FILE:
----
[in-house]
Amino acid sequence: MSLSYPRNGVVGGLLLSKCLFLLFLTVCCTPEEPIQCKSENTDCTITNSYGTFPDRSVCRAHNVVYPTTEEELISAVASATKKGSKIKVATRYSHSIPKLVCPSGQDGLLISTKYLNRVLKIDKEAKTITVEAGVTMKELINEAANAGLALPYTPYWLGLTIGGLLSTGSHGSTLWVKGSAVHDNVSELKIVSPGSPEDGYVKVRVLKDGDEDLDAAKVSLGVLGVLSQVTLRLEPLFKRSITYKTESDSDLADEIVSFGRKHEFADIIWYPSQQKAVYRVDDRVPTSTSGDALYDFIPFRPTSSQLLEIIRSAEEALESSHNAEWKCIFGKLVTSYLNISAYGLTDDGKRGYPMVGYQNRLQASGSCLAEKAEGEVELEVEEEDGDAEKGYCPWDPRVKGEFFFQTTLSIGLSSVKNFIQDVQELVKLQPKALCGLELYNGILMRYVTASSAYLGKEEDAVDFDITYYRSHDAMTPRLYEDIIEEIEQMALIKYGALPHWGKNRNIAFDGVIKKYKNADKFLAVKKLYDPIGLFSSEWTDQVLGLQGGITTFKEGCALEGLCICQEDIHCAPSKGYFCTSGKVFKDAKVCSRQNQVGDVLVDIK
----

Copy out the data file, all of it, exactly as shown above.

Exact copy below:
[in-house]
Amino acid sequence: MSLSYPRNGVVGGLLLSKCLFLLFLTVCCTPEEPIQCKSENTDCTITNSYGTFPDRSVCRAHNVVYPTTEEELISAVASATKKGSKIKVATRYSHSIPKLVCPSGQDGLLISTKYLNRVLKIDKEAKTITVEAGVTMKELINEAANAGLALPYTPYWLGLTIGGLLSTGSHGSTLWVKGSAVHDNVSELKIVSPGSPEDGYVKVRVLKDGDEDLDAAKVSLGVLGVLSQVTLRLEPLFKRSITYKTESDSDLADEIVSFGRKHEFADIIWYPSQQKAVYRVDDRVPTSTSGDALYDFIPFRPTSSQLLEIIRSAEEALESSHNAEWKCIFGKLVTSYLNISAYGLTDDGKRGYPMVGYQNRLQASGSCLAEKAEGEVELEVEEEDGDAEKGYCPWDPRVKGEFFFQTTLSIGLSSVKNFIQDVQELVKLQPKALCGLELYNGILMRYVTASSAYLGKEEDAVDFDITYYRSHDAMTPRLYEDIIEEIEQMALIKYGALPHWGKNRNIAFDGVIKKYKNADKFLAVKKLYDPIGLFSSEWTDQVLGLQGGITTFKEGCALEGLCICQEDIHCAPSKGYFCTSGKVFKDAKVCSRQNQVGDVLVDIK